I don’t care what anyone says, Coca-Cola is distinctly an American brand. Isn’t it the next line after “Mom,” “apple pie” and “baseball”? From its unique, Old Glory-red color to the taste that launched a thousand ships, Coke belongs in the USA.
You may be asking: Was there ever any doubt it would leave? Well, yeah.

That’s the word from Coke’s top executive earlier this week when asked what he felt about America’s tax policies. According to the Financial Times, CEO Muhtar Kent said “in many respects” it was easier dealing with the Chinese on business issues, comparing the Communist country to a “well-managed company.” Kent went on to tell the FT, “In the West, we’re forgetting what really worked 20 years ago. In China and other markets around the world, you see the kind of attention to detail about how business works and how business creates employment.”

Now, set aside China’s abysmal human-rights record and its terrible pollution propensities, because they have no bearing on what one of the world’s top executives just told us all — America is no longer open for business.

The world’s largest economy moves with the nimbleness of an elephant, and acts like an ass when it makes business decisions. Gee, I wonder where I’ve seen those two animals recently? Oh, right … they are the symbols of our country’s political parties. Go figure.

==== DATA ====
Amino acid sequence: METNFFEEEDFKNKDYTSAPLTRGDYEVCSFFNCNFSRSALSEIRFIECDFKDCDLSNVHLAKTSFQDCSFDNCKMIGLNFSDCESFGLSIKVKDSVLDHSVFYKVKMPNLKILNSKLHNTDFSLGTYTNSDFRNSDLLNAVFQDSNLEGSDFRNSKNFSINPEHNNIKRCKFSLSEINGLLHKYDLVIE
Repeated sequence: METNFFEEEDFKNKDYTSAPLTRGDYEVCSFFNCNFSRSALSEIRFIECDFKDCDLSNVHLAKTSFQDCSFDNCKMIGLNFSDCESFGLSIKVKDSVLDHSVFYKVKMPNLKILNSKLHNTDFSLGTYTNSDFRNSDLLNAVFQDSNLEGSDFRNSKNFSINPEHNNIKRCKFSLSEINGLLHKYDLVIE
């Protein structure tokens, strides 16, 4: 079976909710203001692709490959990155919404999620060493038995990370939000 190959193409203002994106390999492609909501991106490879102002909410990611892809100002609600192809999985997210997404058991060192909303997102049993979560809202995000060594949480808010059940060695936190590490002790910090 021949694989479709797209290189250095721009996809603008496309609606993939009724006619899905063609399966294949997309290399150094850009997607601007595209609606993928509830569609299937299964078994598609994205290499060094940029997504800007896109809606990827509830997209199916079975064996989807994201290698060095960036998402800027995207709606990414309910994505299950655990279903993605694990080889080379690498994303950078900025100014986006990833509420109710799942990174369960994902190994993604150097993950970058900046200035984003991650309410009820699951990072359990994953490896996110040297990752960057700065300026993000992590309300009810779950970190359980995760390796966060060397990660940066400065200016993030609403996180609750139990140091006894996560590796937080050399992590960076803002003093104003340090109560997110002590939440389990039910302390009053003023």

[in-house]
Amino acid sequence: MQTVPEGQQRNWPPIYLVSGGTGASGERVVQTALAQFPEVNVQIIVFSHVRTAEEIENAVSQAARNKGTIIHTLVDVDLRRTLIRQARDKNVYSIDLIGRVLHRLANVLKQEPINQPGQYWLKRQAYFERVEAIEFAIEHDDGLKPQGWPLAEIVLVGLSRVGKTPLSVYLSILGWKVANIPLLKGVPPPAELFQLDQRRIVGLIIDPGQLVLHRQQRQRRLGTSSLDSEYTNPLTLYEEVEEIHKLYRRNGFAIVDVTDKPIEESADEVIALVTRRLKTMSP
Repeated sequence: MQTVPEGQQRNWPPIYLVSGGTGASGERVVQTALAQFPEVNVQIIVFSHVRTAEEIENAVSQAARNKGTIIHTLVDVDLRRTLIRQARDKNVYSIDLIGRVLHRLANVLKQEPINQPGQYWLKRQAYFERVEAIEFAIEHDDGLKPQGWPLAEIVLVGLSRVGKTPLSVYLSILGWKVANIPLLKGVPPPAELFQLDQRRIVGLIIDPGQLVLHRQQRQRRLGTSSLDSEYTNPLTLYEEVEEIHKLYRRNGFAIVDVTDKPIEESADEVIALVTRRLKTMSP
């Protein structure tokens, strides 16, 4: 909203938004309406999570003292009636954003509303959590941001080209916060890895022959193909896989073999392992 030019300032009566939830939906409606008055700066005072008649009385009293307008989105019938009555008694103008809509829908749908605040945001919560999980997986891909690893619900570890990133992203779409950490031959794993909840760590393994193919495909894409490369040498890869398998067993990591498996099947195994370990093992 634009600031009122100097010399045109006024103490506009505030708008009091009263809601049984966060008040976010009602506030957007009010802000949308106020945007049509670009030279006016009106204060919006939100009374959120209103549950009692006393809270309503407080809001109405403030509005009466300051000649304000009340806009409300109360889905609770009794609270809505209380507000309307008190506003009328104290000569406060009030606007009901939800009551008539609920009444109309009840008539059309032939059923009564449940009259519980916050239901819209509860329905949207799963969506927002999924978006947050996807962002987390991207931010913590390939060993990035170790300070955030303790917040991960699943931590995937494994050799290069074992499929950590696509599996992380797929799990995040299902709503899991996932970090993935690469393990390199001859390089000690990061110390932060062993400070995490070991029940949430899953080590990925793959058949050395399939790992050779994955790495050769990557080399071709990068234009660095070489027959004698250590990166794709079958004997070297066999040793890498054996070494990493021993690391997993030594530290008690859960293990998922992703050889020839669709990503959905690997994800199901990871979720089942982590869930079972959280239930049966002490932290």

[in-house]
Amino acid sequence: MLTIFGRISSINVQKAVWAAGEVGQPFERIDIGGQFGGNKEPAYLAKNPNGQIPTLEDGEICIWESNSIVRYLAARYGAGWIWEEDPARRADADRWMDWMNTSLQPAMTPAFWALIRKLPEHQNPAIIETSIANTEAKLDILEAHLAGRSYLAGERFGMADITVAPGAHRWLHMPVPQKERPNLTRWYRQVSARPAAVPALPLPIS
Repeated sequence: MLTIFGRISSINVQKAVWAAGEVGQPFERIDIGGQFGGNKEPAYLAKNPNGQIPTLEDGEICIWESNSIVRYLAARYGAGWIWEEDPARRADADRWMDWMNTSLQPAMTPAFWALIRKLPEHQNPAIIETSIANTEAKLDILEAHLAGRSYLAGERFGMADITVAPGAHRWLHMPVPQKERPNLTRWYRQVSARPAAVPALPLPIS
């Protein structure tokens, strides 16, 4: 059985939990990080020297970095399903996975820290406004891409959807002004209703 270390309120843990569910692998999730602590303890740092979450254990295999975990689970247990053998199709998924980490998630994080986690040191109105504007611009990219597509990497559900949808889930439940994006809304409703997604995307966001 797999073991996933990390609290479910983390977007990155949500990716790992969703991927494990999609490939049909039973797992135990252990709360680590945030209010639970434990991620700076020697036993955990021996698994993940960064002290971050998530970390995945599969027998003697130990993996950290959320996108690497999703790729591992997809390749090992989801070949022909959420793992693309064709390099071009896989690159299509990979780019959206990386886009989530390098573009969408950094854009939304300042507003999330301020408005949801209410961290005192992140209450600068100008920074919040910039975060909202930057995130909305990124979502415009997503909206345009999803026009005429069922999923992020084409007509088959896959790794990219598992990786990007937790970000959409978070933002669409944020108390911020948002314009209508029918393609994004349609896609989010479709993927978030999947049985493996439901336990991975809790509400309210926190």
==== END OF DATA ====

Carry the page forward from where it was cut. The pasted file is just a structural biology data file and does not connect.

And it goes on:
Look, there’s nothing like the cold hard truth of economic reality. You can criticize Kent for many things, but he’s right — the private sector is the job creator in this country, and throughout the world.

This Congress heralds its own virtues when its members avoid the 15th government shutdown in as many months, and we wonder why Wall Street quakes in its boots?

If you want to create jobs and generate commerce, you need to move product. You move product by staying competitive. It’s almost to a point where to be “competitive” in this country means you must’ve somehow swindled someone out of something. That’s the bogus line our president seems to parrot when he sees a company doing well.

“Let’s tax them, or regulate them,” he says. “Someone is making money? Oh, my, well this here family isn’t, so I guess we should ‘investigate’ what’s gone wrong.”

We need to end this assault on American businesses, and stop penalizing them through our tax code when they want to go out and market to 95 percent of the customers beyond American borders.

If Coca-Cola is worried about American know-how to attract business, so should the rest of the country.